Isotope 709 Danny shows you an original tune of his called “Isotope 709.” It has two parts, and the second part has an interesting chord progression: Bm–D7–F–G–Bm–D7–G. Danny shows you the chords and plays the tune all the way through at a very slow tempo as well as at the normal speed. He also talks about improvising on the unusual chords in the B part by finding the common tones between the chords.
How to Read Music on the Banjo Download Danny’s hand-drawn and hand-written booklet “How to Read Music on the Banjo,” available exclusively to his Peghead Nation students. In his own inimitable way, Danny explains everything that banjo players need to know about reading music, including note values, standard notation, tablature, scales, fingering, and more.
Drop Thumb Drop thumbing is an important clawhammer banjo technique that allows you to get more melody notes and create different rhythms. Danny explains the technique, in which you bring your thumb down to play notes on the inside strings. He gives you a couple of exercises to get you used to drop thumbing and then shows you a version of “Cripple Creek” using drop thumbs. He also discusses some of the nuances of clawhammer playing in general, including phrasing and string gauges.
Banjonics Holding a heavy banjo for an extended period of time can be taxing and even, as you get older, debilitating. In this lesson, Danny shows you a set of physical exercises he’s developed, based on Tai Chi, yoga, and stretching exercises, to strengthen your body. The exercises are designed to be easy, and Danny explains the importance of making sure you never hurt yourself as you do them. There are eight parts and three foot positions. Danny explains each part in detail and then goes through the complete exercise routine, so you can do it along with him.
Three Positions, Two Octaves Danny introduces you to his fingerboard concept of Three Positions, Two Octaves. One of the challenges of the banjo is finding the right place to play a melody. Danny shows you how learning to look at the banjo neck in two octaves at once helps you make good choices about where to play specific melodies. It also helps you with fretting-hand strength and improvisation.
Wade Ward’s “June Apple” Wade Ward was one of the great old-time clawhammer banjo players, and the tune “June Apple” is a great example of his style. This tune includes one of his signature techniques, a pluck of the open string with the left hand. Danny demonstrates the left-hand plucking technique and then walks you through the whole tune. He also talks about the importance of learning tunes on the banjo from the original source.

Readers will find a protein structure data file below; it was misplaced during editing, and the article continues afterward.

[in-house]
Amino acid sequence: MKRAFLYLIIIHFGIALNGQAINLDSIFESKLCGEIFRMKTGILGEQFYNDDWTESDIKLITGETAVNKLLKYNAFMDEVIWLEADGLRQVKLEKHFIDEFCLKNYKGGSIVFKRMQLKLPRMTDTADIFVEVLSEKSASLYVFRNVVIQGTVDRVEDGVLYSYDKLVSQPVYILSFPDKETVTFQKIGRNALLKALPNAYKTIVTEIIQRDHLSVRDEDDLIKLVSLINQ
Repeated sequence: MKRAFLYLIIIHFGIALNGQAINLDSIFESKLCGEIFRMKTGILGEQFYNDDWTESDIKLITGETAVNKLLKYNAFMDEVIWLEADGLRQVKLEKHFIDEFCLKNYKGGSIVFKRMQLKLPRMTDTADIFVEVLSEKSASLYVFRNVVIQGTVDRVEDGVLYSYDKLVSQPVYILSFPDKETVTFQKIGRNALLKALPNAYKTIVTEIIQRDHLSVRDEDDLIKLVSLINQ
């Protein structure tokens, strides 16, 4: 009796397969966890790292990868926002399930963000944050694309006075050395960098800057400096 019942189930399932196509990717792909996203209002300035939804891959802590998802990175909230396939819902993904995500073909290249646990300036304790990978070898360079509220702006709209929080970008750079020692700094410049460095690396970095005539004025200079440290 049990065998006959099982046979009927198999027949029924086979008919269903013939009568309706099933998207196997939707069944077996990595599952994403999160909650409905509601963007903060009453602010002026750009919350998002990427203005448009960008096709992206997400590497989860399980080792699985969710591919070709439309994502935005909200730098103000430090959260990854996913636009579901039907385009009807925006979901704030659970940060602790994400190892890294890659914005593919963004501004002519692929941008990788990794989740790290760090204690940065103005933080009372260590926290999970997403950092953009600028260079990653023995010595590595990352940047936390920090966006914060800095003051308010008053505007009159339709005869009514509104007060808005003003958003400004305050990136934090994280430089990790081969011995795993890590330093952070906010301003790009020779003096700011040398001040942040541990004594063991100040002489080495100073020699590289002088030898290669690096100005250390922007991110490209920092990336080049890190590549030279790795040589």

Harmonized Major Scales Danny introduces you to the concept of harmonized scale and shows you how to find the harmonized major scale using the three scale positions you’ve been working on. He also shows you various kinds of musical applications for the harmonized scale. Then he shows you how to create full three-note and four-note chords using the harmonized major scale.
Arranging Tunes Danny talks about arranging a tune from beginning to end, with an intro, melody, variations, backup chords, and ending. He suggests that you make sure you have all of these elements, not just the melody, prepared for every one of your tunes. To illustrate how he goes about arranging a tune, Danny gives you an arrangement of “Cripple Creek” with an intro, basic melody, melodic-style variation, chords, and ending.
String Bending Danny gives advice on bending strings, in particular the importance of knowing which note you’re bending to—what your “destination pitch” is. Danny shows you how to bend whole steps and half steps, giving you advice on supporting the finger that’s doing the bend—usually the ring or middle finger. He also gives you an exercise that allows you to practice both bends.
Reading from the Mel Bay Banjo Method In this lesson, Danny talks about the benefits of using Mel Bay’s Banjo Method, by Frank Bradbury, to work on reading music for the banjo. The tunes are from the “classic banjo” repertoire and the book includes etudes focusing on arpeggios, scales, counterpoint, different keys, etc., all written for “C tuning,” in which the low D string is tuned down to C. Danny talks about the advantages of C tuning and plays one of the tunes in the book: “The Daily Double.”
Strumming While Wearing Fingerpicks Danny shows you his technique of strumming the banjo while wearing picks, which he picked up from banjoist Brad Brashears, who would play clawhammer-style banjo with picks on. Danny shows you how he strums up and down with the same eighth-note rhythm as a banjo roll, using his ring finger and pinky (the fingers without fingerpicks). He also shows you a bluesy progression you can practice on, muting some of the strums and letting others ring to create a drum-like groove, and a country-style strum to use on songs like “Will the Circle Be Unbroken.”
Stoney Point In this lesson, you’ll learn the fiddle tune “Stoney Point.” Danny talks about the importance of learning a tune from the source and getting a good foundation for your own arrangement, or banjo version of a fiddle tune. In this case, Danny shows you the version of “Stoney Point” from David Grisman’s book Dawg Roots. He starts by showing you how he reads from the notation, and also how he transposes to a different octave. You’ll also learn Danny’s arrangement of the tune played melodic-style (or Keith-style).
Mikrokosmos The classical composer Béla Bartok wrote his Mikrokosmos as a series of piano exercises that start very simply and become more and more complex as they progress. They’re also great for practicing reading on any instrument. Danny shows you the first six, which are titled “Six Unison Melodies.”